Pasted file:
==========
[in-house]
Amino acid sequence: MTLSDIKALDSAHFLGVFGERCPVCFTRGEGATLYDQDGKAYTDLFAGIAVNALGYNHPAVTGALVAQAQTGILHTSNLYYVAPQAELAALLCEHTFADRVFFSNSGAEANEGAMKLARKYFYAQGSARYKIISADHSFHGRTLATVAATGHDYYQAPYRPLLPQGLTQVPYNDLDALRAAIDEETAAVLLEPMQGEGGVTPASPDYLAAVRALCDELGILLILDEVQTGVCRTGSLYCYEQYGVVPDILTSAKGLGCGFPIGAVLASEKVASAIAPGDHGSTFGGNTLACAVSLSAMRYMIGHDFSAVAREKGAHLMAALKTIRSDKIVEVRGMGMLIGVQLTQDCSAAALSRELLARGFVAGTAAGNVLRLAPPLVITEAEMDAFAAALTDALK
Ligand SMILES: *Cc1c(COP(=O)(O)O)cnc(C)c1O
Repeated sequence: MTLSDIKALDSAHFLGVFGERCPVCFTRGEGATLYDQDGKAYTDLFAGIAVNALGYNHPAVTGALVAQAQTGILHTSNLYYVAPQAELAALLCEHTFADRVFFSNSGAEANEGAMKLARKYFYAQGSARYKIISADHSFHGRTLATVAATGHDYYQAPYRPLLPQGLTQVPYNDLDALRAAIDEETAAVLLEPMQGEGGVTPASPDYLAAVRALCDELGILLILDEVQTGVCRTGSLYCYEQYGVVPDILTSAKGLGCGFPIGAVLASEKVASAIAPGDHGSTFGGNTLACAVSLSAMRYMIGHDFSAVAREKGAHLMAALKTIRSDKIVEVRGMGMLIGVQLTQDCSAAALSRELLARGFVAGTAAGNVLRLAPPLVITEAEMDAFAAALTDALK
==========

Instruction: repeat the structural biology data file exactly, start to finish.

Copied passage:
[in-house]
Amino acid sequence: MTLSDIKALDSAHFLGVFGERCPVCFTRGEGATLYDQDGKAYTDLFAGIAVNALGYNHPAVTGALVAQAQTGILHTSNLYYVAPQAELAALLCEHTFADRVFFSNSGAEANEGAMKLARKYFYAQGSARYKIISADHSFHGRTLATVAATGHDYYQAPYRPLLPQGLTQVPYNDLDALRAAIDEETAAVLLEPMQGEGGVTPASPDYLAAVRALCDELGILLILDEVQTGVCRTGSLYCYEQYGVVPDILTSAKGLGCGFPIGAVLASEKVASAIAPGDHGSTFGGNTLACAVSLSAMRYMIGHDFSAVAREKGAHLMAALKTIRSDKIVEVRGMGMLIGVQLTQDCSAAALSRELLARGFVAGTAAGNVLRLAPPLVITEAEMDAFAAALTDALK
Ligand SMILES: *Cc1c(COP(=O)(O)O)cnc(C)c1O
Repeated sequence: MTLSDIKALDSAHFLGVFGERCPVCFTRGEGATLYDQDGKAYTDLFAGIAVNALGYNHPAVTGALVAQAQTGILHTSNLYYVAPQAELAALLCEHTFADRVFFSNSGAEANEGAMKLARKYFYAQGSARYKIISADHSFHGRTLATVAATGHDYYQAPYRPLLPQGLTQVPYNDLDALRAAIDEETAAVLLEPMQGEGGVTPASPDYLAAVRALCDELGILLILDEVQTGVCRTGSLYCYEQYGVVPDILTSAKGLGCGFPIGAVLASEKVASAIAPGDHGSTFGGNTLACAVSLSAMRYMIGHDFSAVAREKGAHLMAALKTIRSDKIVEVRGMGMLIGVQLTQDCSAAALSRELLARGFVAGTAAGNVLRLAPPLVITEAEMDAFAAALTDALK